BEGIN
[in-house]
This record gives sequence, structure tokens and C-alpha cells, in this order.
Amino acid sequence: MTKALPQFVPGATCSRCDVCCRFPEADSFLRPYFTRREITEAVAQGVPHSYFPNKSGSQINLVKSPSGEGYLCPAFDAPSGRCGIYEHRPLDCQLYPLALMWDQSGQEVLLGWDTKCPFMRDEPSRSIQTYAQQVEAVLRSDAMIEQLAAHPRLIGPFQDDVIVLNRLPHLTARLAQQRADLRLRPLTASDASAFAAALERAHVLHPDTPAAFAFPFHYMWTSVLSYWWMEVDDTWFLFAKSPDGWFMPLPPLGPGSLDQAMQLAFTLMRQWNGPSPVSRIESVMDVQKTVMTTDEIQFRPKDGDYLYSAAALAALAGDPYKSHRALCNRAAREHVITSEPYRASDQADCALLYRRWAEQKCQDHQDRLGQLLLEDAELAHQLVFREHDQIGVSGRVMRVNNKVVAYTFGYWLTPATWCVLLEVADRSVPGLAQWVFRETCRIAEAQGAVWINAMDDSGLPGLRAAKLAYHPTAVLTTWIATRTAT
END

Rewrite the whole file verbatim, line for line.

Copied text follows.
[in-house]
This record gives sequence, structure tokens and C-alpha cells, in this order.
Amino acid sequence: MTKALPQFVPGATCSRCDVCCRFPEADSFLRPYFTRREITEAVAQGVPHSYFPNKSGSQINLVKSPSGEGYLCPAFDAPSGRCGIYEHRPLDCQLYPLALMWDQSGQEVLLGWDTKCPFMRDEPSRSIQTYAQQVEAVLRSDAMIEQLAAHPRLIGPFQDDVIVLNRLPHLTARLAQQRADLRLRPLTASDASAFAAALERAHVLHPDTPAAFAFPFHYMWTSVLSYWWMEVDDTWFLFAKSPDGWFMPLPPLGPGSLDQAMQLAFTLMRQWNGPSPVSRIESVMDVQKTVMTTDEIQFRPKDGDYLYSAAALAALAGDPYKSHRALCNRAAREHVITSEPYRASDQADCALLYRRWAEQKCQDHQDRLGQLLLEDAELAHQLVFREHDQIGVSGRVMRVNNKVVAYTFGYWLTPATWCVLLEVADRSVPGLAQWVFRETCRIAEAQGAVWINAMDDSGLPGLRAAKLAYHPTAVLTTWIATRTAT